Case Law Details

Case Name : Siemens Limited Vs DCIT (ITAT Mumbai)
Appeal Number : ITA No. 2181/Mum/2017
Date of Judgement/Order : 20/08/2020
Related Assessment Year : 2012-13
Courts : All ITAT (7218) ITAT Mumbai (2092)

Siemens Limited Vs DCIT (ITAT Mumbai)

The issue under consideration is whether the Assessment Order against non-existent entities will be considered as valid in law?

ITAT states that,neither the issuance of the notice u/s 143(2) to the amalgamating company i.e a non-existent entity be construed as a notice issued to the amalgamated company, nor the same be validated by bringing it within the realm of a procedural irregularity within the meaning of Sec. 292B of the Act. ITAT are of a strong conviction that non-issuance of a notice u/s 143(2) to the amalgamated company, which forms the very foundation for framing of a valid assessment would divest the A.O of his very jurisdiction to frame such assessment. In fact, ITAT would mince no words in concluding that the non-issuance of a notice u/s 143(2) to the amalgamated company viz. M/s Siemens Limited, PAN No. AAACS0764L, would therein render the impugned assessment framed by the A.O u/s 143(3) r.w.s 144C(13), dated 30.01.2017 as invalid and void ab initio. Accordingly, the impugned assessment framed by the A.O by issuance of any notice u/s 143(2) to the amalgamated company cannot be sustained, and is thus quashed for want of jurisdiction.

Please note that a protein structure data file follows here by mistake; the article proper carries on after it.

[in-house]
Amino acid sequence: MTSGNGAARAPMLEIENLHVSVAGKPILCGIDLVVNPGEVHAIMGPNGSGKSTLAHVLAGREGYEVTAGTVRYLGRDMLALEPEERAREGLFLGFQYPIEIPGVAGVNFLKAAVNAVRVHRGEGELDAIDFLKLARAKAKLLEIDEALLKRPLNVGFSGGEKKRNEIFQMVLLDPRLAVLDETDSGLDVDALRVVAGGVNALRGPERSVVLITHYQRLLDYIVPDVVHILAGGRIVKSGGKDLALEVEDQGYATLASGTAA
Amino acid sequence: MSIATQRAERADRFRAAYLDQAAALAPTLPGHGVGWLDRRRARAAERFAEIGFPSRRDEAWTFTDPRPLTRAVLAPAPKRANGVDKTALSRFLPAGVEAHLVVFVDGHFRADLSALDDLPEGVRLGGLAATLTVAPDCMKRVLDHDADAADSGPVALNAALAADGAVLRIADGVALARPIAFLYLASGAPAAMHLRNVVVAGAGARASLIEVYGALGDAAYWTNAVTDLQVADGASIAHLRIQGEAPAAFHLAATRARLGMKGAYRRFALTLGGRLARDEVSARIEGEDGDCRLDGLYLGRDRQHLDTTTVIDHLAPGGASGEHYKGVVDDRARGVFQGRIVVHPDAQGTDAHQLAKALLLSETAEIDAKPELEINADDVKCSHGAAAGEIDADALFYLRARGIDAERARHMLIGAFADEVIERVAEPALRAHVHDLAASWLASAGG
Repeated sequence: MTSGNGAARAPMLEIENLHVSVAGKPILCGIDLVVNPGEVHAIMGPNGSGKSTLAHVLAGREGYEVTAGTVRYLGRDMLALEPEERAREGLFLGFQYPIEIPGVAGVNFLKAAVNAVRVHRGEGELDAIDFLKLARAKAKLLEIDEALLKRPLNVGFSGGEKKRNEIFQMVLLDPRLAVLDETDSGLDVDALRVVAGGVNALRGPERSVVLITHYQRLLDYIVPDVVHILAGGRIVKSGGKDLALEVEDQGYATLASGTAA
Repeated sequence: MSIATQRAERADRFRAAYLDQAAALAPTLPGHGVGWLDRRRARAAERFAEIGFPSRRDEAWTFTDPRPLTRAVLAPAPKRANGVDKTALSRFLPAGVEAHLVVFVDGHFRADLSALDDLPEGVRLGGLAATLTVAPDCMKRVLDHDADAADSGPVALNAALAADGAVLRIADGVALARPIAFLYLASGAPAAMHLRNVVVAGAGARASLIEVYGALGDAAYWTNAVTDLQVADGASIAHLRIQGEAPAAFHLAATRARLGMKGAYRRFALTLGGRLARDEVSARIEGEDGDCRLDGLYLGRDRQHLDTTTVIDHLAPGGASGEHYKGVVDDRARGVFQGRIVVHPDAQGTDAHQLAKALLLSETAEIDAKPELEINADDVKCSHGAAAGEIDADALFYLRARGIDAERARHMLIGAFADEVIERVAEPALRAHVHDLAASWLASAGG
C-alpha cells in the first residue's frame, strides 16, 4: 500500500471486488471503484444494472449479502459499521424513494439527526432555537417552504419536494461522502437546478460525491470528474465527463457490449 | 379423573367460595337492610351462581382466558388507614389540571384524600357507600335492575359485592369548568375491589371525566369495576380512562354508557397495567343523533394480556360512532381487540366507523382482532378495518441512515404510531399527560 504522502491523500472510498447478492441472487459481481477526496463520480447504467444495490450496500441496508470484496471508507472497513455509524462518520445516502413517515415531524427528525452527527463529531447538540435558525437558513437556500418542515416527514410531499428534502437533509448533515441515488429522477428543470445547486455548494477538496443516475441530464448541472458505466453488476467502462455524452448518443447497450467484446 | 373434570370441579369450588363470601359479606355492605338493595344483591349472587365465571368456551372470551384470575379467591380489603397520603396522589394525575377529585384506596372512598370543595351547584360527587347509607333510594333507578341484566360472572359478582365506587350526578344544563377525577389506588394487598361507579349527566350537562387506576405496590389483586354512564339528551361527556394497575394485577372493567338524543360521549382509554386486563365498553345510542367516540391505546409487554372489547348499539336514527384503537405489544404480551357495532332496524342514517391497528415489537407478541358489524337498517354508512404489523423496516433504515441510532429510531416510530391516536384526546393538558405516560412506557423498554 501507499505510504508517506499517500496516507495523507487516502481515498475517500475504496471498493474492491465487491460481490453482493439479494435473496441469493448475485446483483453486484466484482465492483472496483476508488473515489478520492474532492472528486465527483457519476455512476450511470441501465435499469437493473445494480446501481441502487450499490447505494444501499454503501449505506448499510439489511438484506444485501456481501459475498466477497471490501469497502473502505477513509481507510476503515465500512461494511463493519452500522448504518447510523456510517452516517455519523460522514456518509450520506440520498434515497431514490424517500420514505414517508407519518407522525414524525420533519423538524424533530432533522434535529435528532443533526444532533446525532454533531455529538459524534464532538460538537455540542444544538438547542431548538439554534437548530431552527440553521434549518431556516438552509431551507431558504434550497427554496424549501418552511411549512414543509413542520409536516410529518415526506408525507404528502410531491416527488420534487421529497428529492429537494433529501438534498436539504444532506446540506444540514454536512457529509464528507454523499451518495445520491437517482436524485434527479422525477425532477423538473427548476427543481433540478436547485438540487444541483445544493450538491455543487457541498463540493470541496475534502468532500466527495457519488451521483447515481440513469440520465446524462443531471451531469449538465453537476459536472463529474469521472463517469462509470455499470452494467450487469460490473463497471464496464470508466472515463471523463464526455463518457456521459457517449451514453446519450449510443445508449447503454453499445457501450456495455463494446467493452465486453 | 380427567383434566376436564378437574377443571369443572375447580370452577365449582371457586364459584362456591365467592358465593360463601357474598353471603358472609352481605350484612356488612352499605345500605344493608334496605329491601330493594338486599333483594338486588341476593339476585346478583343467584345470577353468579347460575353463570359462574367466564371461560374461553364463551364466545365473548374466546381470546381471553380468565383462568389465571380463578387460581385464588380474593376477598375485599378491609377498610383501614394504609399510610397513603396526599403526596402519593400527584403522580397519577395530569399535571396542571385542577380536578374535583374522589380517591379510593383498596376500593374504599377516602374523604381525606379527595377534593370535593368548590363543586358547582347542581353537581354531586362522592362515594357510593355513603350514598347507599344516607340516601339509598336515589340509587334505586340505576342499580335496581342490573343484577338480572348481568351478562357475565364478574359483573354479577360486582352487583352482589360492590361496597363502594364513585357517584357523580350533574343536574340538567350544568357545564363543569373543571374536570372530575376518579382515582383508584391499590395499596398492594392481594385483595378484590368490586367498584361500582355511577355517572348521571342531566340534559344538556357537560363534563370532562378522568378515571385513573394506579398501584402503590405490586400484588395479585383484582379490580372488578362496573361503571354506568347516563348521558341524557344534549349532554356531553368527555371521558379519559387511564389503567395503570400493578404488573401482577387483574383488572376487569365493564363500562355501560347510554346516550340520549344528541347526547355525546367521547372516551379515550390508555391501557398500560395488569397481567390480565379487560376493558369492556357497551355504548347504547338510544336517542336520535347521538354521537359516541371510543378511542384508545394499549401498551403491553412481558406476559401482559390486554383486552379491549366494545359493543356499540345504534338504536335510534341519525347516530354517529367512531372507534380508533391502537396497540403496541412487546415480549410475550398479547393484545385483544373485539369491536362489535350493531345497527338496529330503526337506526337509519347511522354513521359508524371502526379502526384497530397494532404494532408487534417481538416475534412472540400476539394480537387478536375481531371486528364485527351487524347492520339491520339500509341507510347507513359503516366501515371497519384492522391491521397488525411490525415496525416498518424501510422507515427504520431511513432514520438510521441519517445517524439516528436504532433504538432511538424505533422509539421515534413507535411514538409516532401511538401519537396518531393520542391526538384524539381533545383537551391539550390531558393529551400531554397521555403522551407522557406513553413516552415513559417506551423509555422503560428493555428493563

FULL TEXT OF THE ITAT JUDGEMENT

The present appeal filed by the assessee is directed against the order passed by the A.O u/s 143(3) r.w.s 144C(13) of the Income-tax Act, 1961 (for short ‘Act’), dated 30.01.2017. The assessee has assailed the impugned order on the following grounds of appeal before us:

“1. On the facts and in the circumstances of the case and in law, the learned Transfer Pricing Officer (‘the learned TPO’) and the learned Assessing Officer (‘the learned AO’) erred and the Hon’ble Dispute Resolution Panel (‘DPP’) further erred in upholding / confirming an addition of Rs. 8,14,89,376/- to the Appellant’s total income.